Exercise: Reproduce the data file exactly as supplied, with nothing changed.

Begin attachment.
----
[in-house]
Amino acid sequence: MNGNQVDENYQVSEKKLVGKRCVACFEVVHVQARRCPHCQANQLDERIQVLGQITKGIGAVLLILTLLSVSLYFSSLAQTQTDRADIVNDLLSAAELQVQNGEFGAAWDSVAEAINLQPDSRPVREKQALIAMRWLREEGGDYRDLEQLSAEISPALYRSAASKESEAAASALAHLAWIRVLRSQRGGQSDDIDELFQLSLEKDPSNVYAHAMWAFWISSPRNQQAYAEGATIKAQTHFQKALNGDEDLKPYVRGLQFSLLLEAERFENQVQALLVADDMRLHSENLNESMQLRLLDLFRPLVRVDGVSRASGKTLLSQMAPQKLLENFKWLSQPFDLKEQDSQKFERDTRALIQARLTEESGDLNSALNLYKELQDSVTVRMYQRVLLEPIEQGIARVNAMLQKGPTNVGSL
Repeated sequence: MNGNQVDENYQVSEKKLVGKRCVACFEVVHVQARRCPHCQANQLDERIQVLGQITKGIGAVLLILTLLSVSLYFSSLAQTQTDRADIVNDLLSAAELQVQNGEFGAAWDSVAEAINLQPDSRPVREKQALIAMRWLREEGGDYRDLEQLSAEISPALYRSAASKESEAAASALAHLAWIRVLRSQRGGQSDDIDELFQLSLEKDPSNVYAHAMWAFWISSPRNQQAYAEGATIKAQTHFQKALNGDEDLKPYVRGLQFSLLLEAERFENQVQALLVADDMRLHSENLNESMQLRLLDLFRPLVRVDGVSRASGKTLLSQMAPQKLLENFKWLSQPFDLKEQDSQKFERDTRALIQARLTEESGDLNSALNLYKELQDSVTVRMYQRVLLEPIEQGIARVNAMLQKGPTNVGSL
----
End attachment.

[in-house]
Amino acid sequence: MNGNQVDENYQVSEKKLVGKRCVACFEVVHVQARRCPHCQANQLDERIQVLGQITKGIGAVLLILTLLSVSLYFSSLAQTQTDRADIVNDLLSAAELQVQNGEFGAAWDSVAEAINLQPDSRPVREKQALIAMRWLREEGGDYRDLEQLSAEISPALYRSAASKESEAAASALAHLAWIRVLRSQRGGQSDDIDELFQLSLEKDPSNVYAHAMWAFWISSPRNQQAYAEGATIKAQTHFQKALNGDEDLKPYVRGLQFSLLLEAERFENQVQALLVADDMRLHSENLNESMQLRLLDLFRPLVRVDGVSRASGKTLLSQMAPQKLLENFKWLSQPFDLKEQDSQKFERDTRALIQARLTEESGDLNSALNLYKELQDSVTVRMYQRVLLEPIEQGIARVNAMLQKGPTNVGSL
Repeated sequence: MNGNQVDENYQVSEKKLVGKRCVACFEVVHVQARRCPHCQANQLDERIQVLGQITKGIGAVLLILTLLSVSLYFSSLAQTQTDRADIVNDLLSAAELQVQNGEFGAAWDSVAEAINLQPDSRPVREKQALIAMRWLREEGGDYRDLEQLSAEISPALYRSAASKESEAAASALAHLAWIRVLRSQRGGQSDDIDELFQLSLEKDPSNVYAHAMWAFWISSPRNQQAYAEGATIKAQTHFQKALNGDEDLKPYVRGLQFSLLLEAERFENQVQALLVADDMRLHSENLNESMQLRLLDLFRPLVRVDGVSRASGKTLLSQMAPQKLLENFKWLSQPFDLKEQDSQKFERDTRALIQARLTEESGDLNSALNLYKELQDSVTVRMYQRVLLEPIEQGIARVNAMLQKGPTNVGSL